Today, the 23rd of April, is the day of the book and the rose.Embed from Getty Images
23rd of April 1616 was the date of the death of two famous authors – namely WIlliam Shakespeare and Miguel de Cervantes.
Originally the 23rd of April was the date when the Roses Fair was celebrated already in the 15th Century. The legend says that it was to commemorate St. George slaying a dragon to rescue a maiden. A drop of the dragon’s blood turned into a rose.
In 1926 Spain decided to establish this day as the Day of the Book for the reason Miguel de Cervantes, the author of Don Quijote, died that day (according to the Gregorian calendar). The English of course had already been remembering the death of Shakespeare on that day for some time (according the Julian calendar).
In November 1995, UNESCO declared the day the International Day of Book and Copyright. It was stated that books had been the most powerful tool throughout history to spread knowledge.
The custom of the day is that men give women a rose, and women give men a book. Now I wouldn’t mind the tradition being the other way around, but I am sure my book shelves would complain. I already have books in two rows on the said furniture…
It is wonderful there is a day dedicated to the book. The ability to read is one of the greatest skills human kind has. It has the power to expand our minds, to learn interesting stories, to learn about our universe. The ability to read also disperses ignorance – which is why some cultures would like to keep a significant part of their populatio illiterate. The ignorant are easier to control.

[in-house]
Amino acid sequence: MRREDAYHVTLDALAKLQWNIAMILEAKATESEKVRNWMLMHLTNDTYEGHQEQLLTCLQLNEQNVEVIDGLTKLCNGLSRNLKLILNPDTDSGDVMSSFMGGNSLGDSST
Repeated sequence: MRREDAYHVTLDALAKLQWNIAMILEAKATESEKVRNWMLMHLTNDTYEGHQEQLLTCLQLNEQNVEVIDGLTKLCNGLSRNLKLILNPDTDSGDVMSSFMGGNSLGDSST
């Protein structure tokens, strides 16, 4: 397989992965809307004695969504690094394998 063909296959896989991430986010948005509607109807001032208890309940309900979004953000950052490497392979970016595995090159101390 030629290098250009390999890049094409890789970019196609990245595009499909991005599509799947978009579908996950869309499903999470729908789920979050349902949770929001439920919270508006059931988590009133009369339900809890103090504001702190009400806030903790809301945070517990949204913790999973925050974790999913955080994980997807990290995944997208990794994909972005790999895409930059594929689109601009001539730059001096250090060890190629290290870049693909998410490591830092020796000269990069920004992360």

Still, I can never cease to wonder how any country can afford not to use the brain capacity of all of their population. Allowing all children, regardless of gender, to learn to read and write, would pay great dividends in the future. It would also promote democracy, which seems to be a thing to be feared by many in powerful positions.
In the words of Malala Yousafzai: “Education is the power terrorists fear most.”
Why don’t we make every day the Day of the Book, and of Education?